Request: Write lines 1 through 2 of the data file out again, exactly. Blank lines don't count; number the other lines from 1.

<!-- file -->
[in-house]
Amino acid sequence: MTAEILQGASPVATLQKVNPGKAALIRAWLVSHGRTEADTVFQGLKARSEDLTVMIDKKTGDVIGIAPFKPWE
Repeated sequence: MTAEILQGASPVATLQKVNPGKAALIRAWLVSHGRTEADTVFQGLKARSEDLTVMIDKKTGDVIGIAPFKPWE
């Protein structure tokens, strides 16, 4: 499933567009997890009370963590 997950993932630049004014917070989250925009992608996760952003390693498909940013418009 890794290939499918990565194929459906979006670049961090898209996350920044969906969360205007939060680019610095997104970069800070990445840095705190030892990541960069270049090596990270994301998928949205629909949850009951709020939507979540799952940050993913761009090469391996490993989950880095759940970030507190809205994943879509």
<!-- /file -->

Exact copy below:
[in-house]
Amino acid sequence: MTAEILQGASPVATLQKVNPGKAALIRAWLVSHGRTEADTVFQGLKARSEDLTVMIDKKTGDVIGIAPFKPWE